Something to prove: Achieving the IB diploma goes beyond a simple piece of paper

Illustration by Kimberly Martinez
The IB diploma represents a challenge. Earning the diploma would mark my transformation as a once average and unknown student into someone who went above and beyond to test her limits.

Two out of 20.

With one glaring statistic from my Spanish teacher at Harding High School, all the confidence I had gained upon pursuing the International Baccalaureate diploma slowly drained from my body.

Seven IB classes and tests, a 4,000 word paper, a required Theory of Knowledge course, all those hours of individual projects, sports and volunteering completed—and still no diploma.

Two Harding students out of 20? Really?

Now, the only question that ran through my head was if it would be worth it—and more importantly, if I was even able to continue to pursue the diploma with grim statistics like that. I had already put so much into the program to simply give up at the start of my senior year, though.

Then another reality check. Two weeks into this fall semester, five other students decided to drop the diploma program.

This all began my junior year when I left Park High School, where I started the IB program. I switched schools due to a change in my living situation, and because Woodbury High School didn’t offer IB, I chose Harding so I could stay on track with what I already started. Except this was only supposed to be temporary and I would return to Park this year—my all-important senior year—to graduate with the class I grew up with.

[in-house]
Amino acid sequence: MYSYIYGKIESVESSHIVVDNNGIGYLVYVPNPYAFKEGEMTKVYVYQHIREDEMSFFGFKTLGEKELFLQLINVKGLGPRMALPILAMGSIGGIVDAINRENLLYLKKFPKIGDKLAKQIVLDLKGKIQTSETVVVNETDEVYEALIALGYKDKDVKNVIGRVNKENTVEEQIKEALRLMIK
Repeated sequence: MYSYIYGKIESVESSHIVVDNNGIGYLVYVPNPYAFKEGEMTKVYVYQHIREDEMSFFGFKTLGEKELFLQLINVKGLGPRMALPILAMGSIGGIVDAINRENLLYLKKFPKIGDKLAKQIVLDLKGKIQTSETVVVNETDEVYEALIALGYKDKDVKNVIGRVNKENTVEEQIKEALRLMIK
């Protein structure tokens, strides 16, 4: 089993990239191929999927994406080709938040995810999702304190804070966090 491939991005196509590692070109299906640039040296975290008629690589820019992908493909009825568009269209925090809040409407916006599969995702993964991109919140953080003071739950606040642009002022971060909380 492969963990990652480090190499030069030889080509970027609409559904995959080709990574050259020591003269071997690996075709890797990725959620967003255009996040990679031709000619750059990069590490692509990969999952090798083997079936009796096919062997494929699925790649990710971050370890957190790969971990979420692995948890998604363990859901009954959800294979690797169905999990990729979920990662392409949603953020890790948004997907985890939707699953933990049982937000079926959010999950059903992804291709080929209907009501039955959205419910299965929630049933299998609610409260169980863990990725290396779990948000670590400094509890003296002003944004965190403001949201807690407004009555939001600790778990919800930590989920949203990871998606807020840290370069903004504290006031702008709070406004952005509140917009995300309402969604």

But life, or at least life with strict IB requirements, has a way of ruining plans. If I went back to Park, I wouldn’t have had enough time or credits to achieve the IB diploma. I also started the paperwork to open my own local chapter of a group for Creativity, Action, Service (CAS) activities, and then there was the start of my 4,000-word extended essay.

To stay in the running as an IB diploma candidate, I’d have to stay at Harding.


So why go through all of this pain? I ask myself that question every day.

The IB diploma represents a challenge. Earning the diploma would mark my transformation from a once average and unknown student into someone who went above and beyond to test her limits. And while receiving recognition and a gold medal at graduation would be nice—I mean, who doesn’t love a gold medal?—transferring credits to college, priority choice in college selection and the availability of scholarships will mean so much more.

I also have too much to prove. To my teachers. To my classmates. To myself.

I have always been an art student. That’s how I choose to learn, preferring graphic design and world crafts to more difficult core honors courses. So I understand why others would be skeptical of my academic abilities, even once I entered the IB program.

It’s why some of my classmates refuse to believe I’m attempting an extraordinary academic act, and instead question the validity of my diploma since I’m taking two IB art classes (film and visual arts) while they’re double dipping in math or science. They ignore the fact that I don’t strive to be a doctor but instead a graphic designer, which apparently isn’t as valued.